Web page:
Amazon is working to build a real estate empire, albeit different from traditional empires.
When most people think about Amazon, they think online shopping, also considered, by most, the movement away from Real Estate.
Well, not so fast.
Amazon is working to build a real estate empire, albeit different from traditional empires. One might ask why would the most successful e-commerce site decide to go “old school” and dive into real estate?
The better question is: Who better than Amazon to know the need for physical real estate?
Amazon found vast success in the online world and along the way realized the limitations. This is important. There exist limitations in both spaces; brick and mortar and e-commerce. So, the name of Amazon’s game? Convenience.
Purchase Whole Foods. Surface level, it seems like a decent investment purchasing a grocery store competitor, to Amazon Fresh, with 431 stores and a loyal following. But think deeper, these stores were highly sought-after stores. At the time of purchase, Whole Foods was the leader in organic groceries nationwide, but more important is their locations.
The stores are located in upscale, higher income areas. You know the type of customers that are interested in paying a little more for groceries, or maybe even, paying a little more for faster delivery? Yes, I am referring to the opportunity for Amazon to capitalize on Whole Foods’ locations as distribution nodes.
Insert Amazon Lockers. These are more convenient versions of your local post office. Essentially, they are storage lockers for shipments and they exist in many Whole Foods, Seven Eleven Convenient Stores and other commercial space nationwide. They serve as a node for one-day or same-day delivery.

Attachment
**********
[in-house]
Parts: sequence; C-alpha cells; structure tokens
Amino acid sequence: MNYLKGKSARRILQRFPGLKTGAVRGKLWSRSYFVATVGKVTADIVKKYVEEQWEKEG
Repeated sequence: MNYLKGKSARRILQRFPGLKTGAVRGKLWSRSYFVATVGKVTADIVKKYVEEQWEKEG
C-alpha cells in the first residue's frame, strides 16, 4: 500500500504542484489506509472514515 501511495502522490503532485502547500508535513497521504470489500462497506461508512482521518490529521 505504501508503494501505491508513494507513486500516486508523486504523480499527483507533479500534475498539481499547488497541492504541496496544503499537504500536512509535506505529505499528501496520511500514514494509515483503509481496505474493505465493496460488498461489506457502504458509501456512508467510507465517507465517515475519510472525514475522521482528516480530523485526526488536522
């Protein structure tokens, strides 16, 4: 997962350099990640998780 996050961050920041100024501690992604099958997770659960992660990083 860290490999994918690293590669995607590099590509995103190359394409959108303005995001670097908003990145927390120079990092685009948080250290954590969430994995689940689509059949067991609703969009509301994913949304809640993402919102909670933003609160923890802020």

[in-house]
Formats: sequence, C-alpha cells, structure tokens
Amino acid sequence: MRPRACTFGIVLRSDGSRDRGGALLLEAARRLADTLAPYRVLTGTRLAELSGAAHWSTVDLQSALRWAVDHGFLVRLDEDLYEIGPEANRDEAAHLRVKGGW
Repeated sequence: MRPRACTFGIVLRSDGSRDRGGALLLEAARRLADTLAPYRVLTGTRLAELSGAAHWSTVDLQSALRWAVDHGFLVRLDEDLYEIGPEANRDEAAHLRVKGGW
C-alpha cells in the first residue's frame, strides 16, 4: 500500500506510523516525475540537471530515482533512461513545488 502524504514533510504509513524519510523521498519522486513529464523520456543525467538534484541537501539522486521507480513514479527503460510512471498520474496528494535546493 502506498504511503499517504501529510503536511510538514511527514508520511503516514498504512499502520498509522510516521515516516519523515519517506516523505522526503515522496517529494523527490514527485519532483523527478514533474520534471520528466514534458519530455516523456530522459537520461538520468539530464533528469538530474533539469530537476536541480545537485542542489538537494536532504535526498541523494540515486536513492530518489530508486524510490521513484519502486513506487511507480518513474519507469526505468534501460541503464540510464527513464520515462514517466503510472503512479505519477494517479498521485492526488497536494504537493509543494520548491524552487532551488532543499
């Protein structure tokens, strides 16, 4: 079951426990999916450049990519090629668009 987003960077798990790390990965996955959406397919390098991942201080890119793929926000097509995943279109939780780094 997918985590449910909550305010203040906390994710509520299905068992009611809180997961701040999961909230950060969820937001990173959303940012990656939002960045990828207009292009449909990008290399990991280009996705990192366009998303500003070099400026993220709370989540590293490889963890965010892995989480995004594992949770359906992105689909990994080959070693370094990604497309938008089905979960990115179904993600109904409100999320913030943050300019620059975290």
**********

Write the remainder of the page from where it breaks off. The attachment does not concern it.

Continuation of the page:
Amazon Hub is Amazon’s new partnership with multifamily operators. Like Amazon Lockers, it allows for more convenient delivery to apartment facilities.
In both Amazon Lockers and Amazon Hub, Amazon is capitalizing on prime real estate that they don’t even own.
What is the “last mile” to consumers? At this day and age, one could argue that it is the consumers’ living room. Amazon has developed two new strategies on invading your home space:
- An innovative security company, Ring, that they purchased with the hopes of solving the delivery problem by utilizing cameras to provide secure package drop-offs.
- Amazon Echo, “Hey, Alexa…”, is Amazon’s voice activated speaker system, which allows individuals to ask about the weather, play music, discover recipes and even order things online. The growing sector of Voice First Technology is allowing companies to play a major roll, front and center on the coffee table.
Ultimately, Amazon’s real estate footprint is growing in industrial, commercial, multifamily and even residential space.
It will be interesting to see how consumer preferences continue to evolve. However, as developers, we are betting that the more invaded spaces become, the greater the desire will be for community space and real personal interaction.